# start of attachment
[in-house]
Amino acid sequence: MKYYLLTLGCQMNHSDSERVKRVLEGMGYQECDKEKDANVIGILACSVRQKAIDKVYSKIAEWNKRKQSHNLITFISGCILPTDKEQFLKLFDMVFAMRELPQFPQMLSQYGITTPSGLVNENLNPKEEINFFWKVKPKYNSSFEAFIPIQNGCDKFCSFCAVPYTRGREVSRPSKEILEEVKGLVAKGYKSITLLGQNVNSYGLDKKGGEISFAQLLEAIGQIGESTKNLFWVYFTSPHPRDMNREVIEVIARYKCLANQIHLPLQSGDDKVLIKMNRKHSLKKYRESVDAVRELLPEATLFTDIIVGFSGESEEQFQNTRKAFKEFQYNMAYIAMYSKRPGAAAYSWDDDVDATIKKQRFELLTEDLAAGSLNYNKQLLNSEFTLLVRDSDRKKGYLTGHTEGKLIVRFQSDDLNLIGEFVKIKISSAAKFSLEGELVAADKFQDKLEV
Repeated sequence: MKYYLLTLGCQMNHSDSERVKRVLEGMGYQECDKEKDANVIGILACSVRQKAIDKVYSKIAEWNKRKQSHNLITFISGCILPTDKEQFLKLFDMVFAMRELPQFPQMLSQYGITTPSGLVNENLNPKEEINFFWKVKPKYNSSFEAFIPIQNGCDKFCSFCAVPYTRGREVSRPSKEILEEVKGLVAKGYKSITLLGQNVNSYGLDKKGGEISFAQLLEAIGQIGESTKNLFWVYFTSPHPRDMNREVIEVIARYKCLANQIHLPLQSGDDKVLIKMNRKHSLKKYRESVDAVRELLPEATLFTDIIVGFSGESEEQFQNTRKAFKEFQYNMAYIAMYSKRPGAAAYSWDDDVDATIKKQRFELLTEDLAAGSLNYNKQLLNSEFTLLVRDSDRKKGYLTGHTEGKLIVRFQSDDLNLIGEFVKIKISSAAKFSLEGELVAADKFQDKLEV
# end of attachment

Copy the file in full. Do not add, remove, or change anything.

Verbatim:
[in-house]
Amino acid sequence: MKYYLLTLGCQMNHSDSERVKRVLEGMGYQECDKEKDANVIGILACSVRQKAIDKVYSKIAEWNKRKQSHNLITFISGCILPTDKEQFLKLFDMVFAMRELPQFPQMLSQYGITTPSGLVNENLNPKEEINFFWKVKPKYNSSFEAFIPIQNGCDKFCSFCAVPYTRGREVSRPSKEILEEVKGLVAKGYKSITLLGQNVNSYGLDKKGGEISFAQLLEAIGQIGESTKNLFWVYFTSPHPRDMNREVIEVIARYKCLANQIHLPLQSGDDKVLIKMNRKHSLKKYRESVDAVRELLPEATLFTDIIVGFSGESEEQFQNTRKAFKEFQYNMAYIAMYSKRPGAAAYSWDDDVDATIKKQRFELLTEDLAAGSLNYNKQLLNSEFTLLVRDSDRKKGYLTGHTEGKLIVRFQSDDLNLIGEFVKIKISSAAKFSLEGELVAADKFQDKLEV
Repeated sequence: MKYYLLTLGCQMNHSDSERVKRVLEGMGYQECDKEKDANVIGILACSVRQKAIDKVYSKIAEWNKRKQSHNLITFISGCILPTDKEQFLKLFDMVFAMRELPQFPQMLSQYGITTPSGLVNENLNPKEEINFFWKVKPKYNSSFEAFIPIQNGCDKFCSFCAVPYTRGREVSRPSKEILEEVKGLVAKGYKSITLLGQNVNSYGLDKKGGEISFAQLLEAIGQIGESTKNLFWVYFTSPHPRDMNREVIEVIARYKCLANQIHLPLQSGDDKVLIKMNRKHSLKKYRESVDAVRELLPEATLFTDIIVGFSGESEEQFQNTRKAFKEFQYNMAYIAMYSKRPGAAAYSWDDDVDATIKKQRFELLTEDLAAGSLNYNKQLLNSEFTLLVRDSDRKKGYLTGHTEGKLIVRFQSDDLNLIGEFVKIKISSAAKFSLEGELVAADKFQDKLEV